From babies to centenarians, New Zealanders turned out in their thousands yesterday to remember their forebears who died in wars.
In Christchurch, former air force engineer Bill Mitchell, 103, led the dawn parade in a United States Army jeep, supported by five generations of his family.
At Mercury Bay on the Coromandel Peninsula, 5-month-old Ruby Kennedy cuddled next to the medals on the jacket of her father Michael Kennedy, a warrant officer physical training instructor in the navy.
And at Mataura in Southland, 82-year-old veteran Alex Deans collapsed in a bitterly cold dawn service. He was caught by bystanders before he fell, taken to Gore Hospital, and returned to the Mataura RSA in time for a cooked breakfast and rum.
Big crowds continued a renewed interest in Anzac Day, a feature of the Gallipoli centenary last year.
War historian Ian McGibbon said interest in Gallipoli as a symbol of New Zealand nationhood had been growing since the 1980s as "a reaction to Britain turning against New Zealand in the 1970s" - when Britain joined the European Union and ended its special trade relationship.
"Gallipoli was not of great interest to New Zealand up to 1980. [Author] Maurice Shadbolt popularised it, and we sort of followed Australia, and it gradually increased," he said.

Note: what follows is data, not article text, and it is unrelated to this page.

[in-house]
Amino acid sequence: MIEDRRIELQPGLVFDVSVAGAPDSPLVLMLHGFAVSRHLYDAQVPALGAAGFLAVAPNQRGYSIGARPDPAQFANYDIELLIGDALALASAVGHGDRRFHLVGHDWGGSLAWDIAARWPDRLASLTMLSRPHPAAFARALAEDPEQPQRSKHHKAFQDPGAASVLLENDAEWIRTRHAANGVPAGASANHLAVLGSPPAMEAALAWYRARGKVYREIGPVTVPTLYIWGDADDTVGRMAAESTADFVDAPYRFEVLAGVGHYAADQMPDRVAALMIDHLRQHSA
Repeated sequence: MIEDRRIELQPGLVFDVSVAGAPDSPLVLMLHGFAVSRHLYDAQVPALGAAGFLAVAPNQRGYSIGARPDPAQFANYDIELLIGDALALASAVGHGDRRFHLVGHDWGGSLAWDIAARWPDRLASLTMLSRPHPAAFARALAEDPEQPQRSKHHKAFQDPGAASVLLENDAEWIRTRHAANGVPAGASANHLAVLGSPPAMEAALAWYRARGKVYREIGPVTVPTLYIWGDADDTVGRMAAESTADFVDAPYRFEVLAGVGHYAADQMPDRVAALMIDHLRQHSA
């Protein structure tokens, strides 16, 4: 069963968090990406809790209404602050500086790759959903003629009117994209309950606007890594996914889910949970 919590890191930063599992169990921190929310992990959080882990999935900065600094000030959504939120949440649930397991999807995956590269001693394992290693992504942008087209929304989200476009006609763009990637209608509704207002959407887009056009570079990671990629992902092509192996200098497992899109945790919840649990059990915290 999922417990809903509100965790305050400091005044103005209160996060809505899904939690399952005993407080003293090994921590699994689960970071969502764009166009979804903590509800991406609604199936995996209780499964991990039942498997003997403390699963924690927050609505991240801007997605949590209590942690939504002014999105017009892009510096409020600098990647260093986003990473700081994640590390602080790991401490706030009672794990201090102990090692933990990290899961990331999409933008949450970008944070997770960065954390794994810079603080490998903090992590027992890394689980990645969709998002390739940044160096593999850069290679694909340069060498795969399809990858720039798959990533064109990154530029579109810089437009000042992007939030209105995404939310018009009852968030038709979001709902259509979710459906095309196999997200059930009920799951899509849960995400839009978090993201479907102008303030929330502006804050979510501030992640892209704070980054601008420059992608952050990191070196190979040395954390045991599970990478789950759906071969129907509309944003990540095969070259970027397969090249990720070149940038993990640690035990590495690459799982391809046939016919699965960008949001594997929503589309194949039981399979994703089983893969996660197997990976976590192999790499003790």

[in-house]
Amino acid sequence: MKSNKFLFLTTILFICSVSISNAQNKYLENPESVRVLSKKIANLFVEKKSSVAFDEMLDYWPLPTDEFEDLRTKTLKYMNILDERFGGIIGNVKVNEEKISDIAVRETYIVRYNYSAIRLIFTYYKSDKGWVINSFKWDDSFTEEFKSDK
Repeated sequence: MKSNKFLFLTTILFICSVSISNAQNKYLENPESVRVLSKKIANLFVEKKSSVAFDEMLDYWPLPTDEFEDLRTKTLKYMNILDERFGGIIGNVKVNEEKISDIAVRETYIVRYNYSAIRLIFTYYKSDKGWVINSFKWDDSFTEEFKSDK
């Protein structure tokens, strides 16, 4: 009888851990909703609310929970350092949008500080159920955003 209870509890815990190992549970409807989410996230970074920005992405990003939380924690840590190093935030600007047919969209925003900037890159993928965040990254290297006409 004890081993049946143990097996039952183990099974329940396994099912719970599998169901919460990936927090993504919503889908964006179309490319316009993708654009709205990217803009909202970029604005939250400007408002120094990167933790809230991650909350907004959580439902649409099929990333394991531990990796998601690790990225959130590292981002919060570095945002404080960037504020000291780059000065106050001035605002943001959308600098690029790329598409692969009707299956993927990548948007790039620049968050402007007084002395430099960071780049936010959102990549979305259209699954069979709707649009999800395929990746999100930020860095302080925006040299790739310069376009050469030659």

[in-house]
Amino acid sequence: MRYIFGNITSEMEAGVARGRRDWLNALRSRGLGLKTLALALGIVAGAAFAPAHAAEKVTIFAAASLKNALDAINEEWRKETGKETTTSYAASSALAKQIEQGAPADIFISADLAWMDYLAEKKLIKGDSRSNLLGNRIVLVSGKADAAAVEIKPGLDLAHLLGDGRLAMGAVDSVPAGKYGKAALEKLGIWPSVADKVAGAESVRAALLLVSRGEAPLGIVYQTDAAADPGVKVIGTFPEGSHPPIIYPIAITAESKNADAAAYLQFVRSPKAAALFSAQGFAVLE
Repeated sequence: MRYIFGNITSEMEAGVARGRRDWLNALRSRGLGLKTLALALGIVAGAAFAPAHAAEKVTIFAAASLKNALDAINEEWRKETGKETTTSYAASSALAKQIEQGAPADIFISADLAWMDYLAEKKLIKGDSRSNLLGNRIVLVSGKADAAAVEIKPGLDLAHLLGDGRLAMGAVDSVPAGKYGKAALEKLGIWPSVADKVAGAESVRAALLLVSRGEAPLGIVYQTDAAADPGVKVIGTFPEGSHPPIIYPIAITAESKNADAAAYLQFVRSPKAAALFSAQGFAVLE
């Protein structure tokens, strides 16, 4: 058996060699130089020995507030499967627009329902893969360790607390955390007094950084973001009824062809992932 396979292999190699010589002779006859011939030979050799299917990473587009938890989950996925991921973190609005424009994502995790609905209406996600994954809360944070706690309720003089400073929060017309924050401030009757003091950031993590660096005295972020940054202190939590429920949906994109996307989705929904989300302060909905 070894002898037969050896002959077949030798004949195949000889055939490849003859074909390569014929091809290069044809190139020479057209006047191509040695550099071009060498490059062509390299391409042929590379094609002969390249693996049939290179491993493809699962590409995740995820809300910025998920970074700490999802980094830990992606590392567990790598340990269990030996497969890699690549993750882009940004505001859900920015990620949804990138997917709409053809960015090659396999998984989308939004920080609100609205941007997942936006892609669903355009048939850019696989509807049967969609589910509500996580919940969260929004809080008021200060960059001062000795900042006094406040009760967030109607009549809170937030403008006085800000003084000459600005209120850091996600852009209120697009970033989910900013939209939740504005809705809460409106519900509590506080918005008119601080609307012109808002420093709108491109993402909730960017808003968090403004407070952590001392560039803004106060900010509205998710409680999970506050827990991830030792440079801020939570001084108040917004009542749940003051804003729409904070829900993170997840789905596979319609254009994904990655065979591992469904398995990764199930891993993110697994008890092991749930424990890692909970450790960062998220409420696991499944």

"Australia took 50 90-year-olds to Gallipoli in 1990. I think that caught the imagination. Young kids started to recognise granddad's service.
"This has been building, not just in the last few years."
Governor-General Sir Jerry Mateparae told the Wellington service about his own grandfathers.
"One of them fought at Gallipoli and then went on to serve on the Western Front. The other also served on the Western Front. Both were wounded, repatriated and medically discharged before the end of the war," he said.
"What we all share in our histories is a tragic legacy of armed conflict and war. Surely we wish it were otherwise. Surely, our hope is that there will be a time when war and conflict are consigned to history."
At the Auckland War Memorial Museum, Turkish exchange student Yigit Can Kaya, 18, delivered the Anzac dedication only days after arriving from Istanbul for a two-week exchange at Rangitoto College.
He told a hushed crowd that he cast his mind to those young men who had lost their lives in war from his school.
"Taking part certainly made me think about the students from our school who fought and died and it made me think it could have been me."
At Gallipoli in Turkey, hundreds of New Zealanders and Australians slept out at the site of the April 1915 engagement, where 2779 New Zealanders were among 130,000 who died in an ill-fated British attempt to capture Turkish ground.
New Zealand and Australian soldiers marked Anzac Day with a dawn service in a specially constructed blast-resistant memorial in the Taji military base in Iraq, where 300 Australian and 100 Kiwi soldiers are training Iraqi troops.
Soldiers mingled briefly for a customary gunfire breakfast afterwards, but without the traditional ration of rum in their coffee because of an alcohol ban apparently imposed by the Kiwis.